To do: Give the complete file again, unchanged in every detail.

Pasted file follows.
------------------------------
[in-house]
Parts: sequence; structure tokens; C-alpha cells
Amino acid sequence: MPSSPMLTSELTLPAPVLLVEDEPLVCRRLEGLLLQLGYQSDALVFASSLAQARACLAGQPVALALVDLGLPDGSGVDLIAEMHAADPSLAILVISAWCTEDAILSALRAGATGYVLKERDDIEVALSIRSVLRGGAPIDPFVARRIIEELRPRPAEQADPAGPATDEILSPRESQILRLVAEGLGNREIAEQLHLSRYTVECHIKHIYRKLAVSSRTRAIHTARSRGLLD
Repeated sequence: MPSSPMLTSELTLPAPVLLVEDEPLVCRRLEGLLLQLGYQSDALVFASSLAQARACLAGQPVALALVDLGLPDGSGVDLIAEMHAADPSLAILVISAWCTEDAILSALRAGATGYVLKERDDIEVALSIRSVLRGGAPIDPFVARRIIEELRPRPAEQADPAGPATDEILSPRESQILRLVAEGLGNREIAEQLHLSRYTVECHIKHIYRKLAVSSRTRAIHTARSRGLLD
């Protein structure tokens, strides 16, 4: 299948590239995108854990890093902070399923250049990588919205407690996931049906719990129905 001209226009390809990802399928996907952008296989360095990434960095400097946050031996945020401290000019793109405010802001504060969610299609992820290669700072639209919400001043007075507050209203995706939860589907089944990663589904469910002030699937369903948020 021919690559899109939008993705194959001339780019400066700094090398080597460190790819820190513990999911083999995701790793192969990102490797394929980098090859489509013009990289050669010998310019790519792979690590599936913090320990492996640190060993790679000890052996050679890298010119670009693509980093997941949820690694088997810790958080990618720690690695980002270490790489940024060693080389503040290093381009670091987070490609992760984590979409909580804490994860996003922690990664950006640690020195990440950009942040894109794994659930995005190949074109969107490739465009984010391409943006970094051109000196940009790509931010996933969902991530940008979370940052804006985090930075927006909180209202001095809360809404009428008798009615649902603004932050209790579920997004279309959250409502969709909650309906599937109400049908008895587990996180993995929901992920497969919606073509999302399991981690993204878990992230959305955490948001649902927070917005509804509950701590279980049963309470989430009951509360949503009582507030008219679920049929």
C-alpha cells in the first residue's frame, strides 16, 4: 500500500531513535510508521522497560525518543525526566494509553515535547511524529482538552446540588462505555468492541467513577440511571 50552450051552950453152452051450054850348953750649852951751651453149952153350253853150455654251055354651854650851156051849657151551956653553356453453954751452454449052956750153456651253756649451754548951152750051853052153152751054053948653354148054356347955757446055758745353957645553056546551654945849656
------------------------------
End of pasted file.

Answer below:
[in-house]
Parts: sequence; structure tokens; C-alpha cells
Amino acid sequence: MPSSPMLTSELTLPAPVLLVEDEPLVCRRLEGLLLQLGYQSDALVFASSLAQARACLAGQPVALALVDLGLPDGSGVDLIAEMHAADPSLAILVISAWCTEDAILSALRAGATGYVLKERDDIEVALSIRSVLRGGAPIDPFVARRIIEELRPRPAEQADPAGPATDEILSPRESQILRLVAEGLGNREIAEQLHLSRYTVECHIKHIYRKLAVSSRTRAIHTARSRGLLD
Repeated sequence: MPSSPMLTSELTLPAPVLLVEDEPLVCRRLEGLLLQLGYQSDALVFASSLAQARACLAGQPVALALVDLGLPDGSGVDLIAEMHAADPSLAILVISAWCTEDAILSALRAGATGYVLKERDDIEVALSIRSVLRGGAPIDPFVARRIIEELRPRPAEQADPAGPATDEILSPRESQILRLVAEGLGNREIAEQLHLSRYTVECHIKHIYRKLAVSSRTRAIHTARSRGLLD
């Protein structure tokens, strides 16, 4: 299948590239995108854990890093902070399923250049990588919205407690996931049906719990129905 001209226009390809990802399928996907952008296989360095990434960095400097946050031996945020401290000019793109405010802001504060969610299609992820290669700072639209919400001043007075507050209203995706939860589907089944990663589904469910002030699937369903948020 021919690559899109939008993705194959001339780019400066700094090398080597460190790819820190513990999911083999995701790793192969990102490797394929980098090859489509013009990289050669010998310019790519792979690590599936913090320990492996640190060993790679000890052996050679890298010119670009693509980093997941949820690694088997810790958080990618720690690695980002270490790489940024060693080389503040290093381009670091987070490609992760984590979409909580804490994860996003922690990664950006640690020195990440950009942040894109794994659930995005190949074109969107490739465009984010391409943006970094051109000196940009790509931010996933969902991530940008979370940052804006985090930075927006909180209202001095809360809404009428008798009615649902603004932050209790579920997004279309959250409502969709909650309906599937109400049908008895587990996180993995929901992920497969919606073509999302399991981690993204878990992230959305955490948001649902927070917005509804509950701590279980049963309470989430009951509360949503009582507030008219679920049929």
C-alpha cells in the first residue's frame, strides 16, 4: 500500500531513535510508521522497560525518543525526566494509553515535547511524529482538552446540588462505555468492541467513577440511571 50552450051552950453152452051450054850348953750649852951751651453149952153350253853150455654251055354651854650851156051849657151551956653553356453453954751452454449052956750153456651253756649451754548951152750051853052153152751054053948653354148054356347955757446055758745353957645553056546551654945849656